Microsoft exec stays focused

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Mich mathews darts effortlessly through clumps of khaki-clad Microsoft Corp. executives whispering last minute instructions before a major technology briefing on the software giant's .NET strategy.

She is slight and has a soft-spoken, honey-tinged voice that gives her a sunny, almost breezy manner. Her appearance belies her heavyweight position: As VP-marketing division, the 33-year-old Brit presides over Microsoft's marketing strategy, sitting at the hub of an increasingly significant organization with several spokes -- advertising, packaging and events; strategic marketing & research; corporate PR; customer/partner satisfaction & loyalty; solutions marketing; and business operations.


Promoted from head of Microsoft's corporate PR group earlier this year, Ms. Mathews not only marshals an advertising budget estimated at more than $600 million, but as a member of Microsoft's business leadership team, she has a direct connection to the two guys at the top of the organizational chart -- Bill Gates, chairman and chief software architect, and Steve Ballmer, president-CEO.

Without a doubt, it's been a brutal year for the world's biggest software marketer. U.S. District Court Judge Thomas Penfield Jackson's antitrust decision this spring ordering the company's split in two casts a pall over most of Microsoft's activities despite its best efforts to carry on. The company has appealed the decision.

As the company's central marketing figure, Ms. Mathews led the PR and advertising teams to manage the torrential news flow and huddled with Messrs. Ballmer and Gates to shape Microsoft's response to the decision for public consumption.

Ms. Mathews and other executives say they are proceeding with marketing initiatives as planned for the 2001 fiscal year, which began on July 1: "There isn't a Plan B. We have absolute belief in the legal system," she maintains.

And there are a bevy of projects set to roll. For starters, the company has pledged $500 million in marketing, at least $150 million of which is advertising, for the X-Box videogame console, handled by McCann-Erickson Worldwide, New York.

Microsoft's MSN Internet service enters the second year of an important relaunch backed with nearly $100 million in advertising. The company continues to stake out a prime position as a partner for Internet businesses via Windows 2000 and related products, in high profile efforts via McCann, San Francisco.


Ms. Mathews has worked to streamline communications with the agency and has ramped up a new central marketing organization internally. She's also helming efforts to craft a new global positioning for the company that will clearly articulate Microsoft's mission to end users.

"Obviously, one of the principal things we need to do is to clearly define what Microsoft's meaning is in the digital era," Ms. Mathews says.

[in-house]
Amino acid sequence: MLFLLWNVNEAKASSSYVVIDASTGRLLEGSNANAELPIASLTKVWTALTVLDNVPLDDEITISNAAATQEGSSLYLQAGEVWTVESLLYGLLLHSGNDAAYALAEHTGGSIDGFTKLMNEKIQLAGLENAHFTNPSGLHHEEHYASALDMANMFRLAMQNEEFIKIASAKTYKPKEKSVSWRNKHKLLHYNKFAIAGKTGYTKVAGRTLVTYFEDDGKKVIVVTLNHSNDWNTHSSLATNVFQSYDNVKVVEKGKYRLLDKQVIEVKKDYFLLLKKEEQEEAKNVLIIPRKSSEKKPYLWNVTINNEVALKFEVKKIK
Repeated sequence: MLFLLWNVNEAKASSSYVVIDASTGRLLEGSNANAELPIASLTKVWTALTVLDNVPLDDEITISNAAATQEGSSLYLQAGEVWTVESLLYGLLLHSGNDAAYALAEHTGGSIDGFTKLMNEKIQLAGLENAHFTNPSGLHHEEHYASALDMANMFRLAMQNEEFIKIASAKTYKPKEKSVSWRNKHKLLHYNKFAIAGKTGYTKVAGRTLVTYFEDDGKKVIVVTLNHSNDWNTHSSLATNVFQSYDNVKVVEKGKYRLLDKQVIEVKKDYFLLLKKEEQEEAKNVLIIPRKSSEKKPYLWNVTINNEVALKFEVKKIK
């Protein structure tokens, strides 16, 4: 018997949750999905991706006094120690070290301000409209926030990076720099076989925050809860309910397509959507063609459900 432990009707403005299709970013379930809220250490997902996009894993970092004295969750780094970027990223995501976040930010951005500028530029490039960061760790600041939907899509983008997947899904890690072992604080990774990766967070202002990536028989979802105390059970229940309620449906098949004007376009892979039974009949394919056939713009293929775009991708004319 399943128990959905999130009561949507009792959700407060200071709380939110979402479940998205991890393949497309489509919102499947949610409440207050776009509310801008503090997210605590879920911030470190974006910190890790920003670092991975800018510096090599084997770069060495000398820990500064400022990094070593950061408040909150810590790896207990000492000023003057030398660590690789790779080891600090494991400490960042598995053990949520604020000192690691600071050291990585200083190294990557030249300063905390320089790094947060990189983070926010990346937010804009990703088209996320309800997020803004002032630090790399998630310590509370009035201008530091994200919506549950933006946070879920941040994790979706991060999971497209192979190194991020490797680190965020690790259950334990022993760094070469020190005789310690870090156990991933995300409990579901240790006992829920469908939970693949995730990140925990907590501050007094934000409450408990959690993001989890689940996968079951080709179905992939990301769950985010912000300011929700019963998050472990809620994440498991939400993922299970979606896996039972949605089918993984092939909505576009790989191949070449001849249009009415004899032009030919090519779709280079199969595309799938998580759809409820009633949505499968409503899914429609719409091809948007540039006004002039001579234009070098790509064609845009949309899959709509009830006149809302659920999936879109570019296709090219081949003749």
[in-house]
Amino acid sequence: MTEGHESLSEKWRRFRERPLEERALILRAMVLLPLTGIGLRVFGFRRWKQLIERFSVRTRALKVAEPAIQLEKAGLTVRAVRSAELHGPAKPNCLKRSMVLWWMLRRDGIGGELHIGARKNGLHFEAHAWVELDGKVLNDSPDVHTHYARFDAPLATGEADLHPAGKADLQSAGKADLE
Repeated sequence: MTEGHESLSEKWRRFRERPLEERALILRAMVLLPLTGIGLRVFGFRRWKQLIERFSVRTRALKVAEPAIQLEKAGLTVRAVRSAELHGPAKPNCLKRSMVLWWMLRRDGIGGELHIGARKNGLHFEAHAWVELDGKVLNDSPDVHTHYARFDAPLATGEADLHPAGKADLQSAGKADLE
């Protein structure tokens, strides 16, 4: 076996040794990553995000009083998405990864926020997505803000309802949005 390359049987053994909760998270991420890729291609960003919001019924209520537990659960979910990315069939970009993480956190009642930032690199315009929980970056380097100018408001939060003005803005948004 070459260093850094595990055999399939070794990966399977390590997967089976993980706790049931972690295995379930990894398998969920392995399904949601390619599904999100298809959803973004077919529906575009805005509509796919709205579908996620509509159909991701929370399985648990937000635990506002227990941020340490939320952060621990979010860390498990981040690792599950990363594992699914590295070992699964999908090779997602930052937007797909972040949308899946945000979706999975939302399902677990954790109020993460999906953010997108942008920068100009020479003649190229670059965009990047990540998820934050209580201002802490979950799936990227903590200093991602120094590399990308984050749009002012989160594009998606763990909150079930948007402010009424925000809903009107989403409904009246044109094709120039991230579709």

As the company hones messaging across its target audiences, Microsoft is "looking at is audience-driven solutions rather than product-driven solutions," she says.

The new .NET Web-delivered software platform could very well prove Microsoft's most daunting marketing challenge yet. While executives maintain the technology roadmap for .NET exists, the marketing strategy remains a work in progress.

"The key thing there is we have to have the .NET products and services. There's a balance between laying the groundwork for .NET and providing the evolution [of existing products]," Ms. Mathews says. Visual Studio, one of the first .NET-based products, isn't due out for at least six months. Other products are on a 18-to-24-month cycle.

"Software as a service is quite a different approach, and the key thing is engaging the [software] developer audience," Ms. Mathews says.


Microsoft isn't the only tech giant thinking about information services positioning. Hewlett-Packard Co. is looking to transform itself into a provider of Internet services and will tout new offerings heavily across all media. The company is on track to nearly double its ad spending as it begins a new fiscal year on Nov. 1. About 70% of that will tout the H-P brand and the "Invent" umbrella positioning.

"We definitely think we need to increase our online spending because H-P is a major player in the Internet," says Peter Van Naarden, brand marketing manager.

IBM Corp., looking to maintain leadership in the services space, will keep roughly the same advertising media mix as last year with 50% of its spend going toward print, 40% to TV and the balance online, radio and outdoor. IBM will broaden the scope of e-business, flagging issues critical to evolving Internet companies such as infrastructure and pervasive transactions across multiple platforms.

Compaq has spent more than a year retooling and is looking for traction from a recently launched global brand campaign from FCB Worldwide, New York. The company will spend at least $350 million across all media. And Intel Corp., will bet on new businesses, including Web hosting, to transform itself into more than just silicon chips.

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